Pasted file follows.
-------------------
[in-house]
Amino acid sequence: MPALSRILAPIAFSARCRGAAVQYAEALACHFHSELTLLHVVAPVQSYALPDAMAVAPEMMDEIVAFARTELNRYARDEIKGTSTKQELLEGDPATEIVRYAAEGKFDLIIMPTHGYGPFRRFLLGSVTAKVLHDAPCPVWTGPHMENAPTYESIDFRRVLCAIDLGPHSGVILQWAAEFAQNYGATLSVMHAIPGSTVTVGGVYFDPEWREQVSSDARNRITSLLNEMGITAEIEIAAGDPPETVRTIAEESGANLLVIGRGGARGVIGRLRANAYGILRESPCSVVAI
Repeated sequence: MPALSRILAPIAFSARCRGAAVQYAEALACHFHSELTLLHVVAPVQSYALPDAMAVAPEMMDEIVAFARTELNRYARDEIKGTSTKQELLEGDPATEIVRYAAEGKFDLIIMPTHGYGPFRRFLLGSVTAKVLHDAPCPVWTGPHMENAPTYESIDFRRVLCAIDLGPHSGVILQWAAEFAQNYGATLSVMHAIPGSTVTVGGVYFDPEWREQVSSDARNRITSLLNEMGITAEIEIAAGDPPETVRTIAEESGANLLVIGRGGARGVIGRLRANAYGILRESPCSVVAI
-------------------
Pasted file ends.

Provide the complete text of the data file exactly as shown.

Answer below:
[in-house]
Amino acid sequence: MPALSRILAPIAFSARCRGAAVQYAEALACHFHSELTLLHVVAPVQSYALPDAMAVAPEMMDEIVAFARTELNRYARDEIKGTSTKQELLEGDPATEIVRYAAEGKFDLIIMPTHGYGPFRRFLLGSVTAKVLHDAPCPVWTGPHMENAPTYESIDFRRVLCAIDLGPHSGVILQWAAEFAQNYGATLSVMHAIPGSTVTVGGVYFDPEWREQVSSDARNRITSLLNEMGITAEIEIAAGDPPETVRTIAEESGANLLVIGRGGARGVIGRLRANAYGILRESPCSVVAI
Repeated sequence: MPALSRILAPIAFSARCRGAAVQYAEALACHFHSELTLLHVVAPVQSYALPDAMAVAPEMMDEIVAFARTELNRYARDEIKGTSTKQELLEGDPATEIVRYAAEGKFDLIIMPTHGYGPFRRFLLGSVTAKVLHDAPCPVWTGPHMENAPTYESIDFRRVLCAIDLGPHSGVILQWAAEFAQNYGATLSVMHAIPGSTVTVGGVYFDPEWREQVSSDARNRITSLLNEMGITAEIEIAAGDPPETVRTIAEESGANLLVIGRGGARGVIGRLRANAYGILRESPCSVVAI